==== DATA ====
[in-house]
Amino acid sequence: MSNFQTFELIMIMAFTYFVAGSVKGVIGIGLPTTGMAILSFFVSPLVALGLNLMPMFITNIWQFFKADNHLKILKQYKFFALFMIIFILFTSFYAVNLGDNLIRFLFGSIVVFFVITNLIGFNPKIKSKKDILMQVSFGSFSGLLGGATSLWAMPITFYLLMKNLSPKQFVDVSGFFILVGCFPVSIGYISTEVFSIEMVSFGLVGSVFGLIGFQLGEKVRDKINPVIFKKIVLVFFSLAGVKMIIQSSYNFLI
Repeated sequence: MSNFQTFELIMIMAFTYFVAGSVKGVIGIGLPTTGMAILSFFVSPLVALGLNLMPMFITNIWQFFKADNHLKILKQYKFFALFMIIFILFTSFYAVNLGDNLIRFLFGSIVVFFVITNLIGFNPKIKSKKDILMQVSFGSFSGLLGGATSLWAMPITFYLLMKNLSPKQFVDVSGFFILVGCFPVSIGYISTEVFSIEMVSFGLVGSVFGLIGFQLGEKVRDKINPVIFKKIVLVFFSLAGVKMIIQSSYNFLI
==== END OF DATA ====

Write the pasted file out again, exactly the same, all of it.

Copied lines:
[in-house]
Amino acid sequence: MSNFQTFELIMIMAFTYFVAGSVKGVIGIGLPTTGMAILSFFVSPLVALGLNLMPMFITNIWQFFKADNHLKILKQYKFFALFMIIFILFTSFYAVNLGDNLIRFLFGSIVVFFVITNLIGFNPKIKSKKDILMQVSFGSFSGLLGGATSLWAMPITFYLLMKNLSPKQFVDVSGFFILVGCFPVSIGYISTEVFSIEMVSFGLVGSVFGLIGFQLGEKVRDKINPVIFKKIVLVFFSLAGVKMIIQSSYNFLI
Repeated sequence: MSNFQTFELIMIMAFTYFVAGSVKGVIGIGLPTTGMAILSFFVSPLVALGLNLMPMFITNIWQFFKADNHLKILKQYKFFALFMIIFILFTSFYAVNLGDNLIRFLFGSIVVFFVITNLIGFNPKIKSKKDILMQVSFGSFSGLLGGATSLWAMPITFYLLMKNLSPKQFVDVSGFFILVGCFPVSIGYISTEVFSIEMVSFGLVGSVFGLIGFQLGEKVRDKINPVIFKKIVLVFFSLAGVKMIIQSSYNFLI